Sondra Gotlieb

Sondra Gotlieb (née Kaufman; 30 December 1936 in Winnipeg, Manitoba) is a Canadian journalist and novelist who lives in Toronto, Ontario.

She married Allan Gotlieb, Canadian ambassador to the United States during the presidency of Ronald Reagan. Her book ''Washington Rollercoaster'' recounted the Gotliebs' years as glamorous hosts in Washington during the Reagan Era, when she wrote a much-read column for the ''Washington Post''. ''Vanity Fair'' magazine called her a "sparkling hostess", and in Washington she quickly became known for her irreverent attitude and sharp tongue. She often attracted attention with remarks considered out-of-character for diplomatic wives. Referring to Canada's image in America as a dull northern neighbour, she remarked: "Maybe we should invade South Dakota".

In 1986, she attracted a blaze of international publicity when reporter Juliet O'Neill caught her slapping her social secretary Connie Gibson Connors at an official dinner she and her husband were hosting in honour of the Canadian prime minister Brian Mulroney and U.S. Vice-President George H. W. Bush. The incident, while criticized, made her one of the most talked-about women in Washington, and invitations to the Gotliebs' parties became highly coveted.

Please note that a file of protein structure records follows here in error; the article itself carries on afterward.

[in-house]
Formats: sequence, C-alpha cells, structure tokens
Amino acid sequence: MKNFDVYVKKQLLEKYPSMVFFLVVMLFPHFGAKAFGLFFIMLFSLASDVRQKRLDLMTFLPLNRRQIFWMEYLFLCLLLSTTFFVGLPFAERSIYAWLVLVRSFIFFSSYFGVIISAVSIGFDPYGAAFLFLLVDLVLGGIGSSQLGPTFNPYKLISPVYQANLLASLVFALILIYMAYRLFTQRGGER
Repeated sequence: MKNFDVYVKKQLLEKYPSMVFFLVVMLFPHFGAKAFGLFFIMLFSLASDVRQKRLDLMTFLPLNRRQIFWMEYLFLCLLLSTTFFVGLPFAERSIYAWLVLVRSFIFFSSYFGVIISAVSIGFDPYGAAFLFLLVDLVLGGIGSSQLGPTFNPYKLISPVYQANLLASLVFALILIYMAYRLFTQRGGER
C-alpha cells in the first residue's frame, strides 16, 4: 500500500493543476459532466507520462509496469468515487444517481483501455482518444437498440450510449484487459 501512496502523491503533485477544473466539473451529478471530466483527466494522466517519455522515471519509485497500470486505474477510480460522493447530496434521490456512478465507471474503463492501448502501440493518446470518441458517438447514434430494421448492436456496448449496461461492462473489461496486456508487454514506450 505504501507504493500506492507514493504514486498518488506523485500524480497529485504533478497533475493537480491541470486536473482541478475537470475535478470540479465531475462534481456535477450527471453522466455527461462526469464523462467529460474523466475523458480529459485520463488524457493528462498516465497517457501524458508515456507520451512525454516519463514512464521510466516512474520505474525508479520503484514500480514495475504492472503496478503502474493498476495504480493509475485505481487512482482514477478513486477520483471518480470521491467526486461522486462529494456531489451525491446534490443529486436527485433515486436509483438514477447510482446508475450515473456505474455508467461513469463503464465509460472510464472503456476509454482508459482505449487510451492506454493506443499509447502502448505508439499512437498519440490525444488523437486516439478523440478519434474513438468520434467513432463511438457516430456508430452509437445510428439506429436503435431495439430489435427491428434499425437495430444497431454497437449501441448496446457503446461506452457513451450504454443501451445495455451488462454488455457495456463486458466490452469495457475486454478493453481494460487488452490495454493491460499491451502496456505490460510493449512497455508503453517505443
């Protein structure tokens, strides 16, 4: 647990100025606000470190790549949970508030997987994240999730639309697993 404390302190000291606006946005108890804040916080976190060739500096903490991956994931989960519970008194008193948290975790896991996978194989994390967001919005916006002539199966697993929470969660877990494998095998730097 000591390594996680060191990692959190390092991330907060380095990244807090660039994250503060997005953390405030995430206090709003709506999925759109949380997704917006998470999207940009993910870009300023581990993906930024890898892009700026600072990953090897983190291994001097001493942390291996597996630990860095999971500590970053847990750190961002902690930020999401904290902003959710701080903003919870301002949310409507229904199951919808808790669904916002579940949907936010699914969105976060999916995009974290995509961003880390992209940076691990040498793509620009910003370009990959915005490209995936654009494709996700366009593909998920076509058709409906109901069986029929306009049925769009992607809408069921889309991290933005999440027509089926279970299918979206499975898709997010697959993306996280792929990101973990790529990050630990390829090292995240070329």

After she and her husband returned to Canada in the early 1990s, they moved to Toronto's exclusive Rosedale neighbourhood and became the centre of establishment society in that city. Allan joined numerous corporate boards, including Conrad Black's Hollinger Inc., while Sondra began writing columns for ''The Globe and Mail'' and later the ''National Post'', which was owned by Conrad Black.

She won the Stephen Leacock Prize for her 1978 novel, ''True Confections'', which was subtitled, ''Or How My Family Arranged My Marriage''.

In 2001, she alluded to the infamous "Slap Flap" incident in a series of articles about her recent facelift, published in the ''National Post''. Gotlieb recounted how the idea for cosmetic surgery first came to her after a visit with friends in Washington D.C. "One of them said to me, 'It must be nice living in Toronto. You can slop around without having to bother too much about your appearance. Canadians have such old-fashioned values.' For the second time in my life I felt like slapping someone's face."

Her regular column in the ''National Post'' continued until 2015.

She resides in the Toronto neighbourhood of Rosedale. Provided by Wikipedia
by Gotlieb, Sondra
Published 1985